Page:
On Fridays, Evan Peterson offers five stories from across the Web that scribes of all stripes should check out. It’s the Week in Writing:
Tablets are great for reading, but the gadgets offer little to writers. Their size and technology still doesn't easily connect the way a pen and paper do. Well, one writer thinks Microsoft's new invention might change that.
Also, we'll look at the growth of essay writing services for students, when to use the em-dash, Amazon's new author rank tool, and more.
Is the Surface a tablet for writers?
In the tablet wars, productivity has always taken a back seat to consumption. You might occasionally see a co-worker struggling through email composition, but otherwise, these devices have mostly treated writing as something for laptops. Could the Surface, Microsoft's iPad challenger, change that? A writer for tech website DVICE
considers it. Kevin Hall checks off the list of attempts to mobilize writing (remember the Netbook?) and isn't convinced yet that the surface is the answer. But based on early reviews, he says it could be the device that helps writers “create full-bodied documents without having to jump through a bunch of app hoops.” Read the full post here
The free market of essay writing.
Essay writing services for students are becoming more common, and they are apparently increasingly harder to detect. In The Atlantic
, Richard Gunderman discusses the trend and some of the companies behind essay production. Just about everyone can agree on the ethics of paid essays. But it doesn't appear to be illegal in most states, which has allowed markets to open to students who get a certain quality and turn-around time based on how much they are willing to pay. It's easy to see the incentive for writers. For a good writer, $20 to $80 a page for a college freshman-level essay is pretty easy money. Read the story here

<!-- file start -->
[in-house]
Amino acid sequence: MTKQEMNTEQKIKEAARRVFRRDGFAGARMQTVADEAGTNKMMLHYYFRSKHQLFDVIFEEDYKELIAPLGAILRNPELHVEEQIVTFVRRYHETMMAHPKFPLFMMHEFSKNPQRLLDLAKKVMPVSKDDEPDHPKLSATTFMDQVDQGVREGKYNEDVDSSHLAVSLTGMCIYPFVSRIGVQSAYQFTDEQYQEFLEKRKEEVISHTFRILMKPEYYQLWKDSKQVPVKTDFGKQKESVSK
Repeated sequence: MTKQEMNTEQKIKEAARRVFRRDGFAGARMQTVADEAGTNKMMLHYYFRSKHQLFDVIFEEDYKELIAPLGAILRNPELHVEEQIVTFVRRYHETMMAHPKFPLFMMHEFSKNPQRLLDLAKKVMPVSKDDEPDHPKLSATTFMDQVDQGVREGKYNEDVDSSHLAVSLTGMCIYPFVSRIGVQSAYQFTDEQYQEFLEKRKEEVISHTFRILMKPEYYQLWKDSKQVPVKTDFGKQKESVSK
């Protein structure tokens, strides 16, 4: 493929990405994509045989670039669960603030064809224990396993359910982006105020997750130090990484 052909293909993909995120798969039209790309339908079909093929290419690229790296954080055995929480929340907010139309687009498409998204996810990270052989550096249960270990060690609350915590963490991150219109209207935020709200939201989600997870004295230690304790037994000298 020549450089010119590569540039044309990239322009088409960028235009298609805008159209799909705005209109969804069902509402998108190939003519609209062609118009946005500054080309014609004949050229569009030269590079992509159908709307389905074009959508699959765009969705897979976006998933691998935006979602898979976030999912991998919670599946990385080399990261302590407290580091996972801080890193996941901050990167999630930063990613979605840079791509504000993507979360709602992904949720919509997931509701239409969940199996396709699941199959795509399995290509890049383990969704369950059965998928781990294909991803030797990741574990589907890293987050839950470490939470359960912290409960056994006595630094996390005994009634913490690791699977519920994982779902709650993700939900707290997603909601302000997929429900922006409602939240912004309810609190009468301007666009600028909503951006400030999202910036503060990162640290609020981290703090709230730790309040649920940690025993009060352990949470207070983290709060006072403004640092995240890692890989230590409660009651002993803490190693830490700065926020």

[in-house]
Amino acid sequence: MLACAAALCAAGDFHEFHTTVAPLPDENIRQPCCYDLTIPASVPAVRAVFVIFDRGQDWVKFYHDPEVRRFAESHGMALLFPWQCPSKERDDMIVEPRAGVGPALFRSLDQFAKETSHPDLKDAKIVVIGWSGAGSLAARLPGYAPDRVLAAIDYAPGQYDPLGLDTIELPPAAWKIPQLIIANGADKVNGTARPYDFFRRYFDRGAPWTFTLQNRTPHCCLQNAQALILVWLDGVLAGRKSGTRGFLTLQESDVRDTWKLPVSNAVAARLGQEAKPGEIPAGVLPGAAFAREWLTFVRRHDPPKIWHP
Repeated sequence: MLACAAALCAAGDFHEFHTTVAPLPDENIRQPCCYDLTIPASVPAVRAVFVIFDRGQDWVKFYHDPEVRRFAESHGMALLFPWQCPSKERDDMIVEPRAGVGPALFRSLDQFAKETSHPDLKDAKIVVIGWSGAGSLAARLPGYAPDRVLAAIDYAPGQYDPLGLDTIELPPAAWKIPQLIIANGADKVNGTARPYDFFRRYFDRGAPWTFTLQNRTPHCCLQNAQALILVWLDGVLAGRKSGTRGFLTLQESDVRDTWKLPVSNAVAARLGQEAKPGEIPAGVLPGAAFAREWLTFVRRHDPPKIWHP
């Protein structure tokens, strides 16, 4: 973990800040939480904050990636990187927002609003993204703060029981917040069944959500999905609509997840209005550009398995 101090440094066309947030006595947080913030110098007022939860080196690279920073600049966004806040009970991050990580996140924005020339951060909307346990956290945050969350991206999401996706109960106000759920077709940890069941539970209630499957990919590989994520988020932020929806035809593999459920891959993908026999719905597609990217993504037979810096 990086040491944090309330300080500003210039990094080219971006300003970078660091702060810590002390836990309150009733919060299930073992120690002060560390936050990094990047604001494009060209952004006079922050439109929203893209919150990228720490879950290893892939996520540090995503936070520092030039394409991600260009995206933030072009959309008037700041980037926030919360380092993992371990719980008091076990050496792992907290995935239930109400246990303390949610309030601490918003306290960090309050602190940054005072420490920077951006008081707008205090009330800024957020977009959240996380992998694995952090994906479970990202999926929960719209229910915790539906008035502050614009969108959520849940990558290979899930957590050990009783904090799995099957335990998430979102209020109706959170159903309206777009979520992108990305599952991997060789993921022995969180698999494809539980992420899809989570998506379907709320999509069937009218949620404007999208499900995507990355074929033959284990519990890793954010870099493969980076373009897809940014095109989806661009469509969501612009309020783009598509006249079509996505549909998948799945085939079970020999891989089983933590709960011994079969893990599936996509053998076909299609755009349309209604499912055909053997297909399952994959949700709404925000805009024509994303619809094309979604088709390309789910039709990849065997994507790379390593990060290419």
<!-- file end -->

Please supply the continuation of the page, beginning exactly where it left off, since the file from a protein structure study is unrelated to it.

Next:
When should you use the em dash?
According to writer and English professor Ben Yagoda, just about whenever you want. Apparently, it's punctuation without rules. If you're regularly typing two hyphens to emphasize a point or express a disjointed thought, you will appreciate Yagoda's endorsement of em-dashes from writers such as Emily Dickinson, Mark Twain, and F. Scott Fitzgerald. Read the full post here
RELATED: The em dash is the most chivalrous punctuation mark ever
A new way to rank authors.
The most interesting discussion in Amanda Katz's essay for NPR about Amazon's new author ranking is the view that authors have for best-seller lists. For them, it's not a what-to-read. It's economics. If you make the best- seller list, your life and career are vastly different. That doesn't apply to most of us, but how much would a ranking influence how and what we write? More authors may have to consider this since Amazon's new rank counts up to 100 and is updated every hour. Read the essay here
Modeling yourself after other writers.
In this piece for Book Riot
, Greg Zimmerman says there will never be another David Foster Wallace—even though many new writers are often compared with him. There are plenty of reasons for this, but ultimately, Zimmerman writes, “genius is singular and unique.” But what about all the other scribes—the regular people paid to write articles or blog posts who will likely never be called a genius? Do you model yourself after another writer? Or have you met someone whose style closely matches yours? Read the post here
Evan Peterson is a writer based in Chicago, and the editor of OpenMarkets magazine at CME Group. He's on Twitter at @evanmpeterson.